Promoting innovation in university teaching against the tide of centralised control and institutional risk avoidance
conference contributionposted on 2003-01-01, 00:00 authored by Julianne LynchJulianne Lynch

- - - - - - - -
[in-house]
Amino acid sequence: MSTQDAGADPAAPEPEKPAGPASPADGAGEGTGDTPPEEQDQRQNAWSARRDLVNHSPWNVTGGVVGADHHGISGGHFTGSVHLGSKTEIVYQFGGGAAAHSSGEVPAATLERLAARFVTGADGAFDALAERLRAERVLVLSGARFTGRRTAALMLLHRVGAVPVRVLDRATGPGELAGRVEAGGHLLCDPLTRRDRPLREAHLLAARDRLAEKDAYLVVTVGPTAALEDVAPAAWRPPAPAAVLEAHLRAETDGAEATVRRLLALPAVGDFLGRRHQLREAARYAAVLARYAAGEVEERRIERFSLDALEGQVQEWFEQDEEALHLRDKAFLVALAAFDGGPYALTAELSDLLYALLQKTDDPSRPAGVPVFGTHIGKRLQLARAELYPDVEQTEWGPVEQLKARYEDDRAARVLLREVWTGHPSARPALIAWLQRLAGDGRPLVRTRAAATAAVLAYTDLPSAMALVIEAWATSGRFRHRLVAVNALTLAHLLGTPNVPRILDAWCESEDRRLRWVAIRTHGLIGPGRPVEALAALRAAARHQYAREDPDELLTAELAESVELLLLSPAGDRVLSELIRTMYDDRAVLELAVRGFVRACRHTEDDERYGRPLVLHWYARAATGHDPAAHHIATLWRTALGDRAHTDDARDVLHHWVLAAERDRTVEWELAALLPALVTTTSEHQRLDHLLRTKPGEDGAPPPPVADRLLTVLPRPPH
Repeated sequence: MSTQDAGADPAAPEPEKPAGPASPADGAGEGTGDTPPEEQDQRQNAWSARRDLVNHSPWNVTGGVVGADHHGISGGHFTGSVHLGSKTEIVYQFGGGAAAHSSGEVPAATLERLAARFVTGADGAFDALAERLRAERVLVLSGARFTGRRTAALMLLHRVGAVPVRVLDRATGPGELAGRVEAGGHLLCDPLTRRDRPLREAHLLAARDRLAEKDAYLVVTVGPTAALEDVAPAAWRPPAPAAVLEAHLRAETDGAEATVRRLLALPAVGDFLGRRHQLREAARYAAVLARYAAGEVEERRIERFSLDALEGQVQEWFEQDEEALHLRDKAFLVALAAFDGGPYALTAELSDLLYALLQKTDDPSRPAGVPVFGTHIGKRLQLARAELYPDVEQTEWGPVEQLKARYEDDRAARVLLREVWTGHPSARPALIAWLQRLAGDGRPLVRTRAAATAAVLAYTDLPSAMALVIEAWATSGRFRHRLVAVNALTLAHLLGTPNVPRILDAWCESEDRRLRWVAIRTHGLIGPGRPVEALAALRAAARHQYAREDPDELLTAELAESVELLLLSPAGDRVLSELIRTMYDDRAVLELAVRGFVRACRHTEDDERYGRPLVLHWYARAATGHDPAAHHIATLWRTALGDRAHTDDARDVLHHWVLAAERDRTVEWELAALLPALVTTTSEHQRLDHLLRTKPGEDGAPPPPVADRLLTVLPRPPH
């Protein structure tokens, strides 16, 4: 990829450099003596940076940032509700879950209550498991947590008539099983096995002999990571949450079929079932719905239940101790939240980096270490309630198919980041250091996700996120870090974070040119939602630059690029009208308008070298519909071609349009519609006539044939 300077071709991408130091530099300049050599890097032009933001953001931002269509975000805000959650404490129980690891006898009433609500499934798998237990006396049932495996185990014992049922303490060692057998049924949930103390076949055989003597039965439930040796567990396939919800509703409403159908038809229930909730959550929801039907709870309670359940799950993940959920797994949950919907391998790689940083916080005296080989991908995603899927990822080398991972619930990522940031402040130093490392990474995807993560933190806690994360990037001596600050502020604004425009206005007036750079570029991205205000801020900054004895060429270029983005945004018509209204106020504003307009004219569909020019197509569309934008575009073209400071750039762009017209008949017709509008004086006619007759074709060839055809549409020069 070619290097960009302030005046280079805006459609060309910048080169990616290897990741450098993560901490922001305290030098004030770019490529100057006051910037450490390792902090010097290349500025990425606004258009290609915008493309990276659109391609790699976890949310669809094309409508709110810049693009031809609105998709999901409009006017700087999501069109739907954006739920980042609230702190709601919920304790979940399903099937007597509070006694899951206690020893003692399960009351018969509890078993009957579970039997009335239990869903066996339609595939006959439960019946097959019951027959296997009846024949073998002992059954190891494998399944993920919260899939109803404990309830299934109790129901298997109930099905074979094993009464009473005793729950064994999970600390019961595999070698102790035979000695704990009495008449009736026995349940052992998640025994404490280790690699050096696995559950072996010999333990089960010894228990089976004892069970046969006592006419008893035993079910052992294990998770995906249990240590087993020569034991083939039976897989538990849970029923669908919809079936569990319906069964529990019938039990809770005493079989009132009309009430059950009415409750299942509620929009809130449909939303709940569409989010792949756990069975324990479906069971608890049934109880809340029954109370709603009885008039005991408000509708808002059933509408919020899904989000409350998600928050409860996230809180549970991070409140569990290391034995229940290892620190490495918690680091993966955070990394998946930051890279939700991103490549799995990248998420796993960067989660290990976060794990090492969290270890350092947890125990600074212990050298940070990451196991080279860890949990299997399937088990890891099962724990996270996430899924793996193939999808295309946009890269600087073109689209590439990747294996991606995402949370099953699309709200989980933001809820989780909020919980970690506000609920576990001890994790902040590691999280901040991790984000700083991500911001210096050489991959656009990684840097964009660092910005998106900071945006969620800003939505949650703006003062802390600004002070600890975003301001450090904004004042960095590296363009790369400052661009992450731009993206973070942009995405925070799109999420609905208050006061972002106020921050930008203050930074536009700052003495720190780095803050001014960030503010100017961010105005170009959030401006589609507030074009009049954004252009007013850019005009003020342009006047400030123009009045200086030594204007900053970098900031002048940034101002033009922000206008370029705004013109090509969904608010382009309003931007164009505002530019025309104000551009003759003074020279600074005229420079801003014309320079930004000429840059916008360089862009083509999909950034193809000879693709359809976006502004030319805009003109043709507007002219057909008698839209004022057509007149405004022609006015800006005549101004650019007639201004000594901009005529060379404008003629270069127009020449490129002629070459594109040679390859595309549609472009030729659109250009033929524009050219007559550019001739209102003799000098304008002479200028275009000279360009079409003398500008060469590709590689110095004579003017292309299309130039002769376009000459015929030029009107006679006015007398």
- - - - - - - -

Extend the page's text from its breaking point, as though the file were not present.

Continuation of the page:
Over the last m'o decades, university systems world-wide have been subject to government initiated, top-down restructures in the name of greater effectiveness, accountability and quality. Within this timefrome, government interest in university teaching has increased, and innovation and responsiveness in teaching have been increasingly prioritised by both government and university policies. AcademiC interest in the teaching has also increased. and much research and discussion has focused on defining teaching as a source of scholarship and expounding its role in the promotion of innovation, and in the recognition and rewarding of teaching work. In this paper, I draw on a study of academics' views, which I have reported at previous AARE conferences and elsewhere, to raise questions about recent and ongoing developments in the work environment of university educators.l raise the possibility that systems and processes whose express purpose is to facilitate and support university educators' efforts to improve teaching are, in fact. inhibiting innovative practice by institutionalising an aversion to risk that is anathema to innovation.